by Hugh Fisher

There aren’t a lot of diamonds left in the mines of 1980s childhood nostalgia. One of the remaining few, “The Smurfs,” pulls one of the best-known franchises back out, polishes it and puts a modern cut on it.

The premise is simple, and basically the same as the long-running cartoons and comics.

The Smurfs – small, blue, magical beings whose village is made of mushrooms – are chased by the bumbling, evil wizard Gargamel, who wants to render the Smurfs down to extract their “essence,” with which he can do powerful magic.

A magic portal dumps six of them into our world, right in the middle of Central Park. They run into Patrick Winslow (Neil Patrick Harris), a frazzled young marketing executive (and one of two non-CGI characters who make this movie work). Jayma Mays (“Glee”) is cute but cloying as Patrick’s wife, Grace.

The Winslows are expecting their first child when the Smurfs arrive, and both their tranquil home life and Patrick’s advertising job are put in jeopardy. The Smurfs, meanwhile, start gathering the magical items they’ll need to get back to their world and hilarity ensues.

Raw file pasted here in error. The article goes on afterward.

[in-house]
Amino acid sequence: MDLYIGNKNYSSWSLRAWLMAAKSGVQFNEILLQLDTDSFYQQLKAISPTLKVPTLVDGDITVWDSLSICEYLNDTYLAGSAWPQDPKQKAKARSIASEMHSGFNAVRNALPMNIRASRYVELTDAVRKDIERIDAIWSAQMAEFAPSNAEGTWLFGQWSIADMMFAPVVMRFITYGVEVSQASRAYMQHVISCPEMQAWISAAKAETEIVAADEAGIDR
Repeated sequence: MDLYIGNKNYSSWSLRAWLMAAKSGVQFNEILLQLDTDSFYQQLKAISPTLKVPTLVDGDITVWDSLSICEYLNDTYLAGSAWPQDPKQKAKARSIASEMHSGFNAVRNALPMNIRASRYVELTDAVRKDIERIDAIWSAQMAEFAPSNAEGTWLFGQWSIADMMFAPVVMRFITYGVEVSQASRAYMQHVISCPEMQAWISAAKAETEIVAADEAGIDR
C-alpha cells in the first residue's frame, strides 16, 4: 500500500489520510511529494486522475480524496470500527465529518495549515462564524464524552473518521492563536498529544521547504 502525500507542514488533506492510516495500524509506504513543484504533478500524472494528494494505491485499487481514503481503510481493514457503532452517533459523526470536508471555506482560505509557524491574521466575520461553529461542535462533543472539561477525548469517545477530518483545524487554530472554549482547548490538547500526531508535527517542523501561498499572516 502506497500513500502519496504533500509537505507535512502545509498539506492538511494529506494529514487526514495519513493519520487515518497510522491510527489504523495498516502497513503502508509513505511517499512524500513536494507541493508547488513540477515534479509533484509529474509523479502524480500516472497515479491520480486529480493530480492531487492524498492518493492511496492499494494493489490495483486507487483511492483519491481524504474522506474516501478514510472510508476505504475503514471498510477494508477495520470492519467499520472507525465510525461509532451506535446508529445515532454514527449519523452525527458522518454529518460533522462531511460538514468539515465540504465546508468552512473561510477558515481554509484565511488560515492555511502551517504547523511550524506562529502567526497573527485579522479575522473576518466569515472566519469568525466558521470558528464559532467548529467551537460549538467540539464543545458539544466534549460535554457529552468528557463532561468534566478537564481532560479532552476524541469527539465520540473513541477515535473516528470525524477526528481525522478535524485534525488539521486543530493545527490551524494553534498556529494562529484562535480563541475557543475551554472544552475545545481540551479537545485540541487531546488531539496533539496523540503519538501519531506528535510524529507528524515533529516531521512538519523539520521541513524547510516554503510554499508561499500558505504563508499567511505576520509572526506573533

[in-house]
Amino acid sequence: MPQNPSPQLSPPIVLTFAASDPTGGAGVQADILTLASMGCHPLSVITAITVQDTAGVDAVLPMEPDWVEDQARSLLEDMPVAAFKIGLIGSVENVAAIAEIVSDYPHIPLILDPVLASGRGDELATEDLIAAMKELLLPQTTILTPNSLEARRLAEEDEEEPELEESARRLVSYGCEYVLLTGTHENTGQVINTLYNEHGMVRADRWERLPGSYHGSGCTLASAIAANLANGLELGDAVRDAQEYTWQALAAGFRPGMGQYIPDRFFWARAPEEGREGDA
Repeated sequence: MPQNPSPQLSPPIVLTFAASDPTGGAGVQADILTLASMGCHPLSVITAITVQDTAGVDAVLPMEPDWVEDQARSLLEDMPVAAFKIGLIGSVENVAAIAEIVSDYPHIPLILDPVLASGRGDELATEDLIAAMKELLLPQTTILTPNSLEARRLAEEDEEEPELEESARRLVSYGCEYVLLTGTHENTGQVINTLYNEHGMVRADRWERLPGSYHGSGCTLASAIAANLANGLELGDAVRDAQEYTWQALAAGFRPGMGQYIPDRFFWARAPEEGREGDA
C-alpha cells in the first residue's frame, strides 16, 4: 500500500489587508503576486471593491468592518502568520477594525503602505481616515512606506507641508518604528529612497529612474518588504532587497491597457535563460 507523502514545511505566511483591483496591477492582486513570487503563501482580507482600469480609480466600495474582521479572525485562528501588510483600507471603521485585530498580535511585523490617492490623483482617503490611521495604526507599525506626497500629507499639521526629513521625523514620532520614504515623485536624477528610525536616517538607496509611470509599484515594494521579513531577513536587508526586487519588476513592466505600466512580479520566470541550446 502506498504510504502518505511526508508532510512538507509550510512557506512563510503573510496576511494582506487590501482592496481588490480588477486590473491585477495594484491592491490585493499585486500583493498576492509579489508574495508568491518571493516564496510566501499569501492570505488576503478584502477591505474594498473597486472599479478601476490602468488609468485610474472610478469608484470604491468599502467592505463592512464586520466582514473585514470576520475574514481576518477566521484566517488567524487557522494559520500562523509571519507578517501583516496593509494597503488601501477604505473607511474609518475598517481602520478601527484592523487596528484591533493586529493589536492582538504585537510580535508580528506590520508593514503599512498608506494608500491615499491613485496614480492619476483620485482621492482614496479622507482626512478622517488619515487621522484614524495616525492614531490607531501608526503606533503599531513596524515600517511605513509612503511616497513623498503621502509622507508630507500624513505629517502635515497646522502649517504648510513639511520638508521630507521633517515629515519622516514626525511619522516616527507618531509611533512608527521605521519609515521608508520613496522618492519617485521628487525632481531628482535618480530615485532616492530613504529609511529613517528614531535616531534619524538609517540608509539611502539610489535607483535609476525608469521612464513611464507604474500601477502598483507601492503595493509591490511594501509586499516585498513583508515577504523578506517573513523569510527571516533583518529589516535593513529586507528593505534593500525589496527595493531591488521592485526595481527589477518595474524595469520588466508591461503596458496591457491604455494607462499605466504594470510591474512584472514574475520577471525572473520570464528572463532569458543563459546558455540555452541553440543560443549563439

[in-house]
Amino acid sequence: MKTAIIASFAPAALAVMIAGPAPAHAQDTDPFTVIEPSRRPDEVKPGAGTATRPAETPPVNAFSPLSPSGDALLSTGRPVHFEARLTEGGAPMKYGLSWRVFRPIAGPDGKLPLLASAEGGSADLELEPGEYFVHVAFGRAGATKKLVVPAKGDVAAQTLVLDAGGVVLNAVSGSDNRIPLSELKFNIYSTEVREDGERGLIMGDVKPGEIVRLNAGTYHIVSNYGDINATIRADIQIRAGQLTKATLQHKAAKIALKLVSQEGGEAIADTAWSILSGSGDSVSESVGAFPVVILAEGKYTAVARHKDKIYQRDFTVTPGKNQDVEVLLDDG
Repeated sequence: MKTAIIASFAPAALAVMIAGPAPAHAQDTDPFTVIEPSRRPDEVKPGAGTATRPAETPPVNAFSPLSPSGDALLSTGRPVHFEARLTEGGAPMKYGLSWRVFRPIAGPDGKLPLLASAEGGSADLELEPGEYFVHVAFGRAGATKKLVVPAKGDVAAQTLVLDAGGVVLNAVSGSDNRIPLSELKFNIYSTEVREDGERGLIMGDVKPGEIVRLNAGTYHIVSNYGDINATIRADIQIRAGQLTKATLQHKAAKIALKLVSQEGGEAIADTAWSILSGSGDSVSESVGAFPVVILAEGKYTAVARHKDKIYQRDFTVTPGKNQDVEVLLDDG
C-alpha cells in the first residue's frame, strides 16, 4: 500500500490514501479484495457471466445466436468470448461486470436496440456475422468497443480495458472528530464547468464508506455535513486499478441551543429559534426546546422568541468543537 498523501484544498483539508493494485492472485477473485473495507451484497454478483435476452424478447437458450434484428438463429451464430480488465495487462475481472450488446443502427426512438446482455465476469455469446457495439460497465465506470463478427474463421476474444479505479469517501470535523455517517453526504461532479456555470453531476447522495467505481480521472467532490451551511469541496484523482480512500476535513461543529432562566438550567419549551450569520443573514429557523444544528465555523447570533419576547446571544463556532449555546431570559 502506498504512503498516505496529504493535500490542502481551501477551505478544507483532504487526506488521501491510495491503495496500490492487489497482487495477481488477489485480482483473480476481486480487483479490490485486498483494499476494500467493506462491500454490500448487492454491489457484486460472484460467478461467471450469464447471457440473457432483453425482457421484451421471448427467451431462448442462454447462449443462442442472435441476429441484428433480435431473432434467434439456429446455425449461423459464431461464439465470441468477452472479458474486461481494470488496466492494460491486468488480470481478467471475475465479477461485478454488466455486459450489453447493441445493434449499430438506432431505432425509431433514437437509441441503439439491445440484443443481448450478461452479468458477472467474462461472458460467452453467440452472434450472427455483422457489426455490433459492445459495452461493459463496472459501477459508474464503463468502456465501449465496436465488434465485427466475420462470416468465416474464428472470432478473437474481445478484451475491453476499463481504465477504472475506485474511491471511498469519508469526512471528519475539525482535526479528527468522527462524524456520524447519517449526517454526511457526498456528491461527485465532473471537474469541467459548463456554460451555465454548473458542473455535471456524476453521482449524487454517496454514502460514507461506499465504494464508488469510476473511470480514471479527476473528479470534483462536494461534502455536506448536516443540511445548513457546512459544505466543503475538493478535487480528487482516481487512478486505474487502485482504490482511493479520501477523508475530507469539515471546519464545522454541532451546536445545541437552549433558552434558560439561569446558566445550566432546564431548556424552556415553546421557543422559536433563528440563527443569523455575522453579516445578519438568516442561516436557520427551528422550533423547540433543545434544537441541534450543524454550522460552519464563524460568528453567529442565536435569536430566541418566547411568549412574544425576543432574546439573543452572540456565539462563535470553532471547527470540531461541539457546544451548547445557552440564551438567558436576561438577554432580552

My favorite performance was Hank Azaria, who brings the perfect blend of idiocy and evil in his over-the-top performance as Gargamel. The scenes of him trying to make sense of New York are much funnier than those of the Smurfs adjusting to their surroundings.

The gimmick of casting Katy Perry as the voice of Smurfette doesn’t really add to or take away from the movie. Other key voice actors – Jonathan Winters as Papa Smurf, George Lopez as Grouchy, Alan Cumming as Gutsy – bring their own personalities to their parts.

As cheesy as many of the lines are, there’s a certain self-deprecating humor about “The Smurfs.” The movie pokes fun at the Smurfs’ trademark “la-la” singing, their personality-based names and their use of the word “Smurf” in almost every conversation.

But it was clearly done with a knowledge and love of the characters and their creator, Peyo, the beloved Belgian cartoonist. But that cleverness is marred by toilet-humor scenes that feel shoehorned in just to get the film a PG rating.

All that aside, “The Smurfs” is sure to be a family hit. Just don’t expect it to Smurf any Oscars.

Grade: 2.5/4